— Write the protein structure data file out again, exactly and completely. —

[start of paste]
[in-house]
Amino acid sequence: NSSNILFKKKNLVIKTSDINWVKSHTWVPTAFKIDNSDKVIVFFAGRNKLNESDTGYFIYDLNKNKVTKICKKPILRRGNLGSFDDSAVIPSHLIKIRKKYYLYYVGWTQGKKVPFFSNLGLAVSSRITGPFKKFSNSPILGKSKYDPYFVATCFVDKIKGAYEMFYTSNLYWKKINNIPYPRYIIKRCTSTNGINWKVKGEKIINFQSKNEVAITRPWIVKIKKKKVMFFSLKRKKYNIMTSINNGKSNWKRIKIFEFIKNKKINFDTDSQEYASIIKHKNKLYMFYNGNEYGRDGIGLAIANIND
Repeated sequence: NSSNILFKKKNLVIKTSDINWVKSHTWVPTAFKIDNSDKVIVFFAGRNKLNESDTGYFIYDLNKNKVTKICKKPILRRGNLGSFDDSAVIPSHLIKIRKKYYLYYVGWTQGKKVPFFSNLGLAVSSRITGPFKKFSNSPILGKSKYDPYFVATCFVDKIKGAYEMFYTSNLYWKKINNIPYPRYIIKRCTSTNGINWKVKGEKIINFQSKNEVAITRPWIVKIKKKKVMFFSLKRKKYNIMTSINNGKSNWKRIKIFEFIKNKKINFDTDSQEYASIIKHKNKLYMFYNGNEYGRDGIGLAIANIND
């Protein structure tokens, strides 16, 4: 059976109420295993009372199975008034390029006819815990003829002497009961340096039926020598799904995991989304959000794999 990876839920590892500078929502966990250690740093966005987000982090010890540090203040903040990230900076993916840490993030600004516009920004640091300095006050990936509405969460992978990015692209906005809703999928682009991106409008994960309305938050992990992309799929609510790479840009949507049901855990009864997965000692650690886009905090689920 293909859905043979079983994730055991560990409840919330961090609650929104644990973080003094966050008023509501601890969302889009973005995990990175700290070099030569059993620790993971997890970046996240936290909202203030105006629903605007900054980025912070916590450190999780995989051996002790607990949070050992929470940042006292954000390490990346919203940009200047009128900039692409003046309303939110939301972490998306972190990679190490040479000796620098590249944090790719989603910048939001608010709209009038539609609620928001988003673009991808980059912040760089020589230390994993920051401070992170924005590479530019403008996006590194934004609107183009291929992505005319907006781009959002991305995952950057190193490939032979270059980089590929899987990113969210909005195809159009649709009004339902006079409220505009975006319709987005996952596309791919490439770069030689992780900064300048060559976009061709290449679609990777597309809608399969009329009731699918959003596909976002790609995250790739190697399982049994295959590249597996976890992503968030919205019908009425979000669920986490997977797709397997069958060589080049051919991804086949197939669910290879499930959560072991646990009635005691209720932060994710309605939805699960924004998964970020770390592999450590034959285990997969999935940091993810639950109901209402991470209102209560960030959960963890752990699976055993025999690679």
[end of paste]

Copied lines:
[in-house]
Amino acid sequence: NSSNILFKKKNLVIKTSDINWVKSHTWVPTAFKIDNSDKVIVFFAGRNKLNESDTGYFIYDLNKNKVTKICKKPILRRGNLGSFDDSAVIPSHLIKIRKKYYLYYVGWTQGKKVPFFSNLGLAVSSRITGPFKKFSNSPILGKSKYDPYFVATCFVDKIKGAYEMFYTSNLYWKKINNIPYPRYIIKRCTSTNGINWKVKGEKIINFQSKNEVAITRPWIVKIKKKKVMFFSLKRKKYNIMTSINNGKSNWKRIKIFEFIKNKKINFDTDSQEYASIIKHKNKLYMFYNGNEYGRDGIGLAIANIND
Repeated sequence: NSSNILFKKKNLVIKTSDINWVKSHTWVPTAFKIDNSDKVIVFFAGRNKLNESDTGYFIYDLNKNKVTKICKKPILRRGNLGSFDDSAVIPSHLIKIRKKYYLYYVGWTQGKKVPFFSNLGLAVSSRITGPFKKFSNSPILGKSKYDPYFVATCFVDKIKGAYEMFYTSNLYWKKINNIPYPRYIIKRCTSTNGINWKVKGEKIINFQSKNEVAITRPWIVKIKKKKVMFFSLKRKKYNIMTSINNGKSNWKRIKIFEFIKNKKINFDTDSQEYASIIKHKNKLYMFYNGNEYGRDGIGLAIANIND
């Protein structure tokens, strides 16, 4: 059976109420295993009372199975008034390029006819815990003829002497009961340096039926020598799904995991989304959000794999 990876839920590892500078929502966990250690740093966005987000982090010890540090203040903040990230900076993916840490993030600004516009920004640091300095006050990936509405969460992978990015692209906005809703999928682009991106409008994960309305938050992990992309799929609510790479840009949507049901855990009864997965000692650690886009905090689920 293909859905043979079983994730055991560990409840919330961090609650929104644990973080003094966050008023509501601890969302889009973005995990990175700290070099030569059993620790993971997890970046996240936290909202203030105006629903605007900054980025912070916590450190999780995989051996002790607990949070050992929470940042006292954000390490990346919203940009200047009128900039692409003046309303939110939301972490998306972190990679190490040479000796620098590249944090790719989603910048939001608010709209009038539609609620928001988003673009991808980059912040760089020589230390994993920051401070992170924005590479530019403008996006590194934004609107183009291929992505005319907006781009959002991305995952950057190193490939032979270059980089590929899987990113969210909005195809159009649709009004339902006079409220505009975006319709987005996952596309791919490439770069030689992780900064300048060559976009061709290449679609990777597309809608399969009329009731699918959003596909976002790609995250790739190697399982049994295959590249597996976890992503968030919205019908009425979000669920986490997977797709397997069958060589080049051919991804086949197939669910290879499930959560072991646990009635005691209720932060994710309605939805699960924004998964970020770390592999450590034959285990997969999935940091993810639950109901209402991470209102209560960030959960963890752990699976055993025999690679």